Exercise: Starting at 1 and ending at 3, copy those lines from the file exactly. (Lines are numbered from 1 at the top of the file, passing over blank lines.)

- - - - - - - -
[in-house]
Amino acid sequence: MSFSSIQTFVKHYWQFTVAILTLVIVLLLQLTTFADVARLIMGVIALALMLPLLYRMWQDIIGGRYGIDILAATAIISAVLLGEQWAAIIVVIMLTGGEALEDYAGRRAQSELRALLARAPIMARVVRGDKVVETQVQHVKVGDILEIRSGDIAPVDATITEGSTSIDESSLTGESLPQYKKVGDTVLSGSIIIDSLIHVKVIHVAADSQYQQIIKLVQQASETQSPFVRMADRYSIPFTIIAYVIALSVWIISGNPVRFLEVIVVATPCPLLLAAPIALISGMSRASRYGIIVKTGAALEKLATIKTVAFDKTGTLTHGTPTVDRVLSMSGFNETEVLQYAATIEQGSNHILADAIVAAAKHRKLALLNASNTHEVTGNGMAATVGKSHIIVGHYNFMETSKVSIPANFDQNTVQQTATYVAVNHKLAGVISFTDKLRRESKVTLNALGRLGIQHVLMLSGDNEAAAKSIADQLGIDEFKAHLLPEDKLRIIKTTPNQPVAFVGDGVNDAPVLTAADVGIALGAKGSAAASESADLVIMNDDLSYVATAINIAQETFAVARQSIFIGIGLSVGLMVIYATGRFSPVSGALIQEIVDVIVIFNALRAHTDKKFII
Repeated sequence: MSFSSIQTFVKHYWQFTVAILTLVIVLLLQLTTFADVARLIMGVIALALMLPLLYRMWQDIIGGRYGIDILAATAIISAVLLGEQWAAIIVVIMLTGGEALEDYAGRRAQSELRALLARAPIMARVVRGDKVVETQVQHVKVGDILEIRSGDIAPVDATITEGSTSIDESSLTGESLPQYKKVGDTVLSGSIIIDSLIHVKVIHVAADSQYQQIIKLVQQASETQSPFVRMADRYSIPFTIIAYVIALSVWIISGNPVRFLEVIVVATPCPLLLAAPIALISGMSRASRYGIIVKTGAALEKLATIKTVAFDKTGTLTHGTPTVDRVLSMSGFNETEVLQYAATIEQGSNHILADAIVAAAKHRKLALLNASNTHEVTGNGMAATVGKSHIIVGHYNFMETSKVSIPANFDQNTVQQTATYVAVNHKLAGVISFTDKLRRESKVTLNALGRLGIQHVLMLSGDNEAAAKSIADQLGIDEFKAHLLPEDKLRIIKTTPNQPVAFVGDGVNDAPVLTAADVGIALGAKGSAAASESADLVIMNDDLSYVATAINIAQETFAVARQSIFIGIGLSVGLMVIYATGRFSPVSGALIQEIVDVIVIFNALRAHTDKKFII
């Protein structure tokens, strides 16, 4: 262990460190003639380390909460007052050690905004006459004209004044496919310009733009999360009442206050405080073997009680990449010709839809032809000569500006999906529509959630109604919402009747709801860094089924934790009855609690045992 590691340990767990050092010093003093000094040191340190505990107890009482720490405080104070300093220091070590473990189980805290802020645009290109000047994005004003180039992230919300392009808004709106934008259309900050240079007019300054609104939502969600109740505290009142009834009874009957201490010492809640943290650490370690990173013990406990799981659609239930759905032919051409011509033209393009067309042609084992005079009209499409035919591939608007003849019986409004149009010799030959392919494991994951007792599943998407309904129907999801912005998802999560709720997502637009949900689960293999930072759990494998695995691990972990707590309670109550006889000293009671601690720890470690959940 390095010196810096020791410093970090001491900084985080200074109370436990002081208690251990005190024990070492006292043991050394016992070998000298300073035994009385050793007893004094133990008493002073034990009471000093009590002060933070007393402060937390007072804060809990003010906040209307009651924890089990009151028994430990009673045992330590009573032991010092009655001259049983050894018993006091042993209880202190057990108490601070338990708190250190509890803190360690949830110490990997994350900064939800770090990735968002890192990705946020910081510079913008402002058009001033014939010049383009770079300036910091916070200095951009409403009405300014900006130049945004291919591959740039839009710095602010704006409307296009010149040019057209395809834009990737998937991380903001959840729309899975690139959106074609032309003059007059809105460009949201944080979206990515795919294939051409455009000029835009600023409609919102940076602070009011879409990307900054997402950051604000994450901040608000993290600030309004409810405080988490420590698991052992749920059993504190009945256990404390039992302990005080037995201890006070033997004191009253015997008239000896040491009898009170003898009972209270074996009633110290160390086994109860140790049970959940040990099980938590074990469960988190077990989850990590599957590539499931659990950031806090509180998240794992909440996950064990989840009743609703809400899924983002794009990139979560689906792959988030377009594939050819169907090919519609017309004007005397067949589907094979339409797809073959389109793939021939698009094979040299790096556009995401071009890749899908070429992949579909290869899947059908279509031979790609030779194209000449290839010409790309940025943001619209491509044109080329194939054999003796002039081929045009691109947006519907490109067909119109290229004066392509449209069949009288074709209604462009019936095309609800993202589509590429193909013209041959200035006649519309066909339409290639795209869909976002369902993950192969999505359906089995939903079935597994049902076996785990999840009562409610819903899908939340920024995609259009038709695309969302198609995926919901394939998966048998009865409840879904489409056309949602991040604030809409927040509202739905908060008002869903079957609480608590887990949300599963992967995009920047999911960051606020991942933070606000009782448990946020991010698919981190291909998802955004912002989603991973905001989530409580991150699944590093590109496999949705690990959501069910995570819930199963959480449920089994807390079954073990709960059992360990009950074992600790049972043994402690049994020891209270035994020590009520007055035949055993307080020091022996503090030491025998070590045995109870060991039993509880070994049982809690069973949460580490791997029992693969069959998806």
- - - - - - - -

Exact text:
[in-house]
Amino acid sequence: MSFSSIQTFVKHYWQFTVAILTLVIVLLLQLTTFADVARLIMGVIALALMLPLLYRMWQDIIGGRYGIDILAATAIISAVLLGEQWAAIIVVIMLTGGEALEDYAGRRAQSELRALLARAPIMARVVRGDKVVETQVQHVKVGDILEIRSGDIAPVDATITEGSTSIDESSLTGESLPQYKKVGDTVLSGSIIIDSLIHVKVIHVAADSQYQQIIKLVQQASETQSPFVRMADRYSIPFTIIAYVIALSVWIISGNPVRFLEVIVVATPCPLLLAAPIALISGMSRASRYGIIVKTGAALEKLATIKTVAFDKTGTLTHGTPTVDRVLSMSGFNETEVLQYAATIEQGSNHILADAIVAAAKHRKLALLNASNTHEVTGNGMAATVGKSHIIVGHYNFMETSKVSIPANFDQNTVQQTATYVAVNHKLAGVISFTDKLRRESKVTLNALGRLGIQHVLMLSGDNEAAAKSIADQLGIDEFKAHLLPEDKLRIIKTTPNQPVAFVGDGVNDAPVLTAADVGIALGAKGSAAASESADLVIMNDDLSYVATAINIAQETFAVARQSIFIGIGLSVGLMVIYATGRFSPVSGALIQEIVDVIVIFNALRAHTDKKFII
Repeated sequence: MSFSSIQTFVKHYWQFTVAILTLVIVLLLQLTTFADVARLIMGVIALALMLPLLYRMWQDIIGGRYGIDILAATAIISAVLLGEQWAAIIVVIMLTGGEALEDYAGRRAQSELRALLARAPIMARVVRGDKVVETQVQHVKVGDILEIRSGDIAPVDATITEGSTSIDESSLTGESLPQYKKVGDTVLSGSIIIDSLIHVKVIHVAADSQYQQIIKLVQQASETQSPFVRMADRYSIPFTIIAYVIALSVWIISGNPVRFLEVIVVATPCPLLLAAPIALISGMSRASRYGIIVKTGAALEKLATIKTVAFDKTGTLTHGTPTVDRVLSMSGFNETEVLQYAATIEQGSNHILADAIVAAAKHRKLALLNASNTHEVTGNGMAATVGKSHIIVGHYNFMETSKVSIPANFDQNTVQQTATYVAVNHKLAGVISFTDKLRRESKVTLNALGRLGIQHVLMLSGDNEAAAKSIADQLGIDEFKAHLLPEDKLRIIKTTPNQPVAFVGDGVNDAPVLTAADVGIALGAKGSAAASESADLVIMNDDLSYVATAINIAQETFAVARQSIFIGIGLSVGLMVIYATGRFSPVSGALIQEIVDVIVIFNALRAHTDKKFII